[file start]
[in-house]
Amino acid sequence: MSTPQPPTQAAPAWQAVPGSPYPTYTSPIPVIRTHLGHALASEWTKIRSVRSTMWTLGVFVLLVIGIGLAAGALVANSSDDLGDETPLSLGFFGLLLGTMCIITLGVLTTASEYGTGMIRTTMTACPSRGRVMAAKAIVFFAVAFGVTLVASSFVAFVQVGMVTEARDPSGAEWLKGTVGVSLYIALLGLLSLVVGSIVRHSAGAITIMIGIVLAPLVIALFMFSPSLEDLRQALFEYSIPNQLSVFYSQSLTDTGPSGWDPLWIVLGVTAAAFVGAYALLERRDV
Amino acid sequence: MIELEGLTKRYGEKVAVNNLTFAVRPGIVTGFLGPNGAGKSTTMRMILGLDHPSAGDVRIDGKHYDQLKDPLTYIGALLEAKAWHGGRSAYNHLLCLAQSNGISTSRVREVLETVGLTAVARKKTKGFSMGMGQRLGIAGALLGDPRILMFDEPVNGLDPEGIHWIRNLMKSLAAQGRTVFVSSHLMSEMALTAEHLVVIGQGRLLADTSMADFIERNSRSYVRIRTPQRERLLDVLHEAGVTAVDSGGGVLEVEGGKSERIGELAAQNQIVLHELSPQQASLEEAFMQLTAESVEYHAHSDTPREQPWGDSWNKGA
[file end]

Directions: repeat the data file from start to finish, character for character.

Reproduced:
[in-house]
Amino acid sequence: MSTPQPPTQAAPAWQAVPGSPYPTYTSPIPVIRTHLGHALASEWTKIRSVRSTMWTLGVFVLLVIGIGLAAGALVANSSDDLGDETPLSLGFFGLLLGTMCIITLGVLTTASEYGTGMIRTTMTACPSRGRVMAAKAIVFFAVAFGVTLVASSFVAFVQVGMVTEARDPSGAEWLKGTVGVSLYIALLGLLSLVVGSIVRHSAGAITIMIGIVLAPLVIALFMFSPSLEDLRQALFEYSIPNQLSVFYSQSLTDTGPSGWDPLWIVLGVTAAAFVGAYALLERRDV
Amino acid sequence: MIELEGLTKRYGEKVAVNNLTFAVRPGIVTGFLGPNGAGKSTTMRMILGLDHPSAGDVRIDGKHYDQLKDPLTYIGALLEAKAWHGGRSAYNHLLCLAQSNGISTSRVREVLETVGLTAVARKKTKGFSMGMGQRLGIAGALLGDPRILMFDEPVNGLDPEGIHWIRNLMKSLAAQGRTVFVSSHLMSEMALTAEHLVVIGQGRLLADTSMADFIERNSRSYVRIRTPQRERLLDVLHEAGVTAVDSGGGVLEVEGGKSERIGELAAQNQIVLHELSPQQASLEEAFMQLTAESVEYHAHSDTPREQPWGDSWNKGA